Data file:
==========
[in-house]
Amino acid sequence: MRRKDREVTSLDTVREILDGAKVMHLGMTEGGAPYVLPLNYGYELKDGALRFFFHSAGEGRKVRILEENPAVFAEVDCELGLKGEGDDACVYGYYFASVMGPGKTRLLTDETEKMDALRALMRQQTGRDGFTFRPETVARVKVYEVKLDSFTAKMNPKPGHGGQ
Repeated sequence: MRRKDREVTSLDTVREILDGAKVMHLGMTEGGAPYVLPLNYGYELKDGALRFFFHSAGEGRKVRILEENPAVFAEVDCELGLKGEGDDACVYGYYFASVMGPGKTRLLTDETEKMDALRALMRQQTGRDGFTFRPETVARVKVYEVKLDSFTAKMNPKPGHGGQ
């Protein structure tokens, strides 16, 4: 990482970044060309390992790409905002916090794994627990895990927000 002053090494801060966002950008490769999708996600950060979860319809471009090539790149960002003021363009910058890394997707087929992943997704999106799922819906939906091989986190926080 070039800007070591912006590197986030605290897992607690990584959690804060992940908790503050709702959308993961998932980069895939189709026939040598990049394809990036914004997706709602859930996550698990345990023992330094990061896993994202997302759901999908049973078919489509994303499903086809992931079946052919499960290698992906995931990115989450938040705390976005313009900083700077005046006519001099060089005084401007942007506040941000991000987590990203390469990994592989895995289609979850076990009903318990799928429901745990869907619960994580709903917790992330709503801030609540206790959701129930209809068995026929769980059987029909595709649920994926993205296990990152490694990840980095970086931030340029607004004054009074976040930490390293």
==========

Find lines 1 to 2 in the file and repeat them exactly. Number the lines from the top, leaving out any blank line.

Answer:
[in-house]
Amino acid sequence: MRRKDREVTSLDTVREILDGAKVMHLGMTEGGAPYVLPLNYGYELKDGALRFFFHSAGEGRKVRILEENPAVFAEVDCELGLKGEGDDACVYGYYFASVMGPGKTRLLTDETEKMDALRALMRQQTGRDGFTFRPETVARVKVYEVKLDSFTAKMNPKPGHGGQ